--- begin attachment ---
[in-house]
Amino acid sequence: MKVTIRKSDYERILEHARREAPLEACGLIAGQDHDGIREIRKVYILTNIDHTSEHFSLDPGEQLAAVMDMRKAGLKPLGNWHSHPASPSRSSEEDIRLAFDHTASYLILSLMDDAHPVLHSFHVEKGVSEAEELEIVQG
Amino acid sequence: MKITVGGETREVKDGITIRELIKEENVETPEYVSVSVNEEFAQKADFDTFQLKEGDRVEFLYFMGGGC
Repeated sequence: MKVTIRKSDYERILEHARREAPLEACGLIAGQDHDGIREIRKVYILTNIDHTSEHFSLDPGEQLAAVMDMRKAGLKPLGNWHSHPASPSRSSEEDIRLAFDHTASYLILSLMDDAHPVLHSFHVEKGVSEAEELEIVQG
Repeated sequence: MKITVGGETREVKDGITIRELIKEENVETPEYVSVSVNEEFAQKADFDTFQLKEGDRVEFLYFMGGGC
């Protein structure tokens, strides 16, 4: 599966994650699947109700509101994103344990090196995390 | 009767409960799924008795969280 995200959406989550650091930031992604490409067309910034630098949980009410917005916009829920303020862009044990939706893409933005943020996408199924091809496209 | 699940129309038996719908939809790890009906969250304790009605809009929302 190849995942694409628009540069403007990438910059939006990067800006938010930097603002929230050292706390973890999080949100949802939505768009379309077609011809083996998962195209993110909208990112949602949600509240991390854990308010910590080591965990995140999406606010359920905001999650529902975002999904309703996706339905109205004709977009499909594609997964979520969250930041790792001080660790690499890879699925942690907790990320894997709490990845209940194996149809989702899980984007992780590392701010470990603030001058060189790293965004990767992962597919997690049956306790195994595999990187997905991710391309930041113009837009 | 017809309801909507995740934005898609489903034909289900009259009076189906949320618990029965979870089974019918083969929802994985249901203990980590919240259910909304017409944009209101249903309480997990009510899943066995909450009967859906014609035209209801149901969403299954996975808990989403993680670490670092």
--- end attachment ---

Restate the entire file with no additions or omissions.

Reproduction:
[in-house]
Amino acid sequence: MKVTIRKSDYERILEHARREAPLEACGLIAGQDHDGIREIRKVYILTNIDHTSEHFSLDPGEQLAAVMDMRKAGLKPLGNWHSHPASPSRSSEEDIRLAFDHTASYLILSLMDDAHPVLHSFHVEKGVSEAEELEIVQG
Amino acid sequence: MKITVGGETREVKDGITIRELIKEENVETPEYVSVSVNEEFAQKADFDTFQLKEGDRVEFLYFMGGGC
Repeated sequence: MKVTIRKSDYERILEHARREAPLEACGLIAGQDHDGIREIRKVYILTNIDHTSEHFSLDPGEQLAAVMDMRKAGLKPLGNWHSHPASPSRSSEEDIRLAFDHTASYLILSLMDDAHPVLHSFHVEKGVSEAEELEIVQG
Repeated sequence: MKITVGGETREVKDGITIRELIKEENVETPEYVSVSVNEEFAQKADFDTFQLKEGDRVEFLYFMGGGC
């Protein structure tokens, strides 16, 4: 599966994650699947109700509101994103344990090196995390 | 009767409960799924008795969280 995200959406989550650091930031992604490409067309910034630098949980009410917005916009829920303020862009044990939706893409933005943020996408199924091809496209 | 699940129309038996719908939809790890009906969250304790009605809009929302 190849995942694409628009540069403007990438910059939006990067800006938010930097603002929230050292706390973890999080949100949802939505768009379309077609011809083996998962195209993110909208990112949602949600509240991390854990308010910590080591965990995140999406606010359920905001999650529902975002999904309703996706339905109205004709977009499909594609997964979520969250930041790792001080660790690499890879699925942690907790990320894997709490990845209940194996149809989702899980984007992780590392701010470990603030001058060189790293965004990767992962597919997690049956306790195994595999990187997905991710391309930041113009837009 | 017809309801909507995740934005898609489903034909289900009259009076189906949320618990029965979870089974019918083969929802994985249901203990980590919240259910909304017409944009209101249903309480997990009510899943066995909450009967859906014609035209209801149901969403299954996975808990989403993680670490670092």